Influence of body size and body fat distribution on risk of uterine leiomyomata in U.S. black women
Background: Uterine leiomyomata are a major source of morbidity in black women. We prospectively investigated the risk of self-reported uterine leiomyomata in relation to body mass index (BMI), weight change, height, waist and hip circumferences, and waist-to-hip ratio in a large cohort of U.S black women. Methods: Data were derived from the Black Women's Health Study, a U.S. prospective cohort study of black women who complete biannual mailed health questionnaires. From 1997 through 2001, we followed 21,506 premenopausal women with intact uteri and no prior diagnosis of uterine leiomyomata. Cox regression models were used to estimate incidence rate ratios (IRRs) and 95% confidence intervals (CIs). Results: After 70,345 person-years of follow up, 2146 new cases of uterine leiomyomata confirmed by ultrasound (n = 1885) or hysterectomy (n = 261) were self-reported. Compared with the thinnest women (BMI <20.0 kg/m2), the multivariate IRRs for women with BMIs of 20.0-22.4, 22.5-24.9, 25.0-27.4, 27.5-29.9, 30.0-32.4, and 32.5+ kg/m2 were 1.34 (95% CI = 1.02-1.75), 1.39 (1.07-1.81), 1.45 (1.12-1.89), 1.47(1.11-1.93), 1.36 (1.02-1.80), and 1.21 (0.93-1.58), respectively. IRRs were larger among parous women. Weight gain since age 18 was positively associated with risk, but only among parous women. No other anthropometric measures were associated with risk. Conclusions: BMI and weight gain exhibited a complex relation with risk of uterine leiomyomata in the Black Women's Health Study. The BMI association was inverse J-shaped and findings were stronger in parous women. Weight gain was positively associated with risk among parous women only. Copyright © 2005 by Lippincott Williams & Wilkins.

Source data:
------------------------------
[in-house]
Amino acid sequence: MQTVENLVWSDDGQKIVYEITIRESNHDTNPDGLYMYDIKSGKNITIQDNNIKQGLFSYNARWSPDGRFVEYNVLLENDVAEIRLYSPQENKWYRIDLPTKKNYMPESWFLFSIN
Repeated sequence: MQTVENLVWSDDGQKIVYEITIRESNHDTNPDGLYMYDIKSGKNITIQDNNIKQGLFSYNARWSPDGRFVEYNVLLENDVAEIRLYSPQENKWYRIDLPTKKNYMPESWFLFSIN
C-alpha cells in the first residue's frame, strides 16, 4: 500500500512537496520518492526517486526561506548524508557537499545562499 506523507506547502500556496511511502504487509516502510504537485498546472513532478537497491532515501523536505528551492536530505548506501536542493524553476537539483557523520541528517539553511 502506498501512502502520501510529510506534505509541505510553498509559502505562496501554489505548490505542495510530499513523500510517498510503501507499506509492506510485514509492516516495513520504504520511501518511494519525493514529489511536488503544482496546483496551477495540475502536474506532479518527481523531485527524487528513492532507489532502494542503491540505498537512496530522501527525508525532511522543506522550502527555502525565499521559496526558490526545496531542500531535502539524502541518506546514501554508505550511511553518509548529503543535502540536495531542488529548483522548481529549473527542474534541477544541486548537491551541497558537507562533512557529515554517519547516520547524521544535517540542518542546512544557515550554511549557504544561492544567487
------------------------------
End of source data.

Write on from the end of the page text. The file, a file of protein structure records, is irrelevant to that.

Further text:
Wise, Lauren A.; Palmer, Julie R.; Spiegelman, Donna; Harlow, Bernard L.; Stewart, Elizabeth A.; Adams-Campbell, Lucile L.; and Rosenberg, Lynn, "Influence of body size and body fat distribution on risk of uterine leiomyomata in U.S. black women" (2005). Howard University Cancer Center Faculty Publications. 116.